To: John Skaller <email@example.com>
Subject: Re: convincing management to switch to Ocaml
From: John Prevost <firstname.lastname@example.org>
Date: 31 Aug 1999 02:35:03 -0400
In-Reply-To: John Skaller's message of "Tue, 31 Aug 1999 15:19:48 +1000"
John Skaller <email@example.com> writes:
> but the latter doesn't work right if I need the parameters
> to have names. I tried:
> let (f: t2 -> t2 -> t3) x y = something;;
> and that doesn't seem to work? This shape is important,
> where I have a set of functions of the same type,
> with an abbreviation. There seems to be a problem,
> that the operator -> is overloaded in meaning:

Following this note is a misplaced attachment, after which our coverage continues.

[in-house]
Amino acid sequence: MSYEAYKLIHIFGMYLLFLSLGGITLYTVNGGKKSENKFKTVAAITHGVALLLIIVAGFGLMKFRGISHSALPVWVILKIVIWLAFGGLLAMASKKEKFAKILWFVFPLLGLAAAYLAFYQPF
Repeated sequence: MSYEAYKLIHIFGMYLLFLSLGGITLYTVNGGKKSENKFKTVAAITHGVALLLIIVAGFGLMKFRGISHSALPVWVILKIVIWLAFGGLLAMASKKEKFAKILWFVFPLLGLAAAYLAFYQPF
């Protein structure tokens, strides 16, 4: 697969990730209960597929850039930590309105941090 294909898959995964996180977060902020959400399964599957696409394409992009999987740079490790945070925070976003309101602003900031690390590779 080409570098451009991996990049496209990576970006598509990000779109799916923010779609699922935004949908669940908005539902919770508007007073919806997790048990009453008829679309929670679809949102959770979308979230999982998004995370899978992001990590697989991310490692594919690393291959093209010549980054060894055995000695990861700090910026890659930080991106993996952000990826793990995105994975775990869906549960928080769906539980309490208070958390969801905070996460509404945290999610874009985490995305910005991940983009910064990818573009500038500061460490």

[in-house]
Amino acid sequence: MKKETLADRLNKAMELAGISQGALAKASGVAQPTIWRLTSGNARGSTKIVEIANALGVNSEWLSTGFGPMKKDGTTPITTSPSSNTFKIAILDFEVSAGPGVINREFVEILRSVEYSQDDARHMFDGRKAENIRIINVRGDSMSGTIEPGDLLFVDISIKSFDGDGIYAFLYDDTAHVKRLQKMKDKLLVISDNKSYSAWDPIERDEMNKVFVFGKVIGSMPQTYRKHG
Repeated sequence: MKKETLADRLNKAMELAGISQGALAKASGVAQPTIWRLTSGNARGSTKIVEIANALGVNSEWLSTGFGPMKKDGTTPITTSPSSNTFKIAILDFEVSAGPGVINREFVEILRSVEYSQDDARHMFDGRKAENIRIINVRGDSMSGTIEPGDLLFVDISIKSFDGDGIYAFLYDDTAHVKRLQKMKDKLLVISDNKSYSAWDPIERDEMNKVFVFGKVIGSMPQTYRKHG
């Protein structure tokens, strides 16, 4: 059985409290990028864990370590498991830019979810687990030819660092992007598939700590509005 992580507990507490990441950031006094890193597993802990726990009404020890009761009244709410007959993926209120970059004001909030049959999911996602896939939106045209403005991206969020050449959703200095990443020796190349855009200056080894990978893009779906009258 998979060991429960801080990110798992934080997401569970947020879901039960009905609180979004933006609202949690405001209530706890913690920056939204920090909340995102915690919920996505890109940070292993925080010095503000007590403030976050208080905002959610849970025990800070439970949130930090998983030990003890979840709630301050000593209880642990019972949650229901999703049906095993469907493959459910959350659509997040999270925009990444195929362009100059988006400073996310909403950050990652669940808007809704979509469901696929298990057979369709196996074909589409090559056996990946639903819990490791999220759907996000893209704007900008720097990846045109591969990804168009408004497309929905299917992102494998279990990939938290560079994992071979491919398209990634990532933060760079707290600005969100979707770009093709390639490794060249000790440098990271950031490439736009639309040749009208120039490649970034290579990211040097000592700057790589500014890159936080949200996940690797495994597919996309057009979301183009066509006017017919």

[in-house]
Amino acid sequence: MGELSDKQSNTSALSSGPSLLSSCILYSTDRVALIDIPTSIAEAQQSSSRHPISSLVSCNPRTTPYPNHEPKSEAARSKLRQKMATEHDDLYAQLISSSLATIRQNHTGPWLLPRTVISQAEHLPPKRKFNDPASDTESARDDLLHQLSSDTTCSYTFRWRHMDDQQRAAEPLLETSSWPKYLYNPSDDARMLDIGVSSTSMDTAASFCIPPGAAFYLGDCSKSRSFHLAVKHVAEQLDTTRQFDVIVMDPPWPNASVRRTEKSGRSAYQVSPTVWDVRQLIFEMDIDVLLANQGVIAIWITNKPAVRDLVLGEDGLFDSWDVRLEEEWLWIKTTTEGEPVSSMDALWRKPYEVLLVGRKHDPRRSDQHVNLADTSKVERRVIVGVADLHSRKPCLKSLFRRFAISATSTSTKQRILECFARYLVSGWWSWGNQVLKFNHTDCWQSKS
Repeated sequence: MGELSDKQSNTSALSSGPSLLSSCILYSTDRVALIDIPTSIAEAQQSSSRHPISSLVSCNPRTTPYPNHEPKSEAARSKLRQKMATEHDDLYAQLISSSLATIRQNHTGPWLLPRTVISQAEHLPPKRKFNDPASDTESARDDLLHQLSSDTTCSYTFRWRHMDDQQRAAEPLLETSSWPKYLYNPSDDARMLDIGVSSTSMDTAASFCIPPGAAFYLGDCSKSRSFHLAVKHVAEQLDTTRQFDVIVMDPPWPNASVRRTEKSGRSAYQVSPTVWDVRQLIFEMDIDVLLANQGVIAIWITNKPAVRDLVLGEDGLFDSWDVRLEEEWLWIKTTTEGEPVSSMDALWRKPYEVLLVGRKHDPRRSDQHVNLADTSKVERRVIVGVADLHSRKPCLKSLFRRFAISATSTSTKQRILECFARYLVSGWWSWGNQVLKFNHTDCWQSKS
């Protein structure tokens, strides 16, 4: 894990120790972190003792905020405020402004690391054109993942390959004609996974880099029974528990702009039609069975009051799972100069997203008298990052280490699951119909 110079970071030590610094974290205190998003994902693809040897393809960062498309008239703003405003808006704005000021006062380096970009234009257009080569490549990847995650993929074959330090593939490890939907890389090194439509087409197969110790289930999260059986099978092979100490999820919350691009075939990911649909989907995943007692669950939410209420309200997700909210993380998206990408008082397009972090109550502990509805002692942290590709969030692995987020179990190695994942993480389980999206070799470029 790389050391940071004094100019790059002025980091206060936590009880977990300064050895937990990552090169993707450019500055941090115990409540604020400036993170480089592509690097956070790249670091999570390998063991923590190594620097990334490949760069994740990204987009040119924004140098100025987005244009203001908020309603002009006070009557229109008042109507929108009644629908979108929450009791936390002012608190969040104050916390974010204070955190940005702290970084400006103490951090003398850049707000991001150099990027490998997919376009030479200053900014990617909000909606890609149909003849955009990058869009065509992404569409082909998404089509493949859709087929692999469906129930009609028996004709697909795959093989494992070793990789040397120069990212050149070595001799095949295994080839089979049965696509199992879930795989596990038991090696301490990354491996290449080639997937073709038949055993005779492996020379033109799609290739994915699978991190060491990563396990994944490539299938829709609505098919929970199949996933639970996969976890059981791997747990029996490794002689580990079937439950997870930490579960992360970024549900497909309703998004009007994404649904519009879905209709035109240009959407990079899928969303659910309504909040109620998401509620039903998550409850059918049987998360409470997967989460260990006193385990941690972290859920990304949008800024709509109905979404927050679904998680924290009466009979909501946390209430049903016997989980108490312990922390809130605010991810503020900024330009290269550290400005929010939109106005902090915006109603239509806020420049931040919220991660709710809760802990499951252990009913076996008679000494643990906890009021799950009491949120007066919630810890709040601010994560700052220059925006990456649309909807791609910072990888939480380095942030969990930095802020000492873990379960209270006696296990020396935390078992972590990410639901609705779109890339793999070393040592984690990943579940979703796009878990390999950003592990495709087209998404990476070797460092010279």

> it means 'returns the type' and also 'has the value'.
Hmm. I guess this is sort of a bit odd--it would make sense for the
above to work, in terms of how type constraints usually work. (Maybe
this ought to be changed to be more consistent.)
If you need a workaround, however, the following *will* work:
let (f : t2 -> t2 -> t3) = fun x y -> something
likewise, the following (which doesn't put the types up front) will work:
let f = (fun x y -> something : t2 -> t2 -> t3)
Basically, the "reduced form" of let for functions, namely "let f x y
= var" won't allow you to specify the type of the function as a whole,
only the types of the arguments and the type of the result:
let f (x : t2) (y : t2) = (something : t3)
In some ways, this isn't really a problem--one of the big pieces of
utility in the ML family of languages is that type inference allows
you to leave out such type signatures. And explicit signatures for
modules takes care of the general case.
So, it's sort of an obscure problem.
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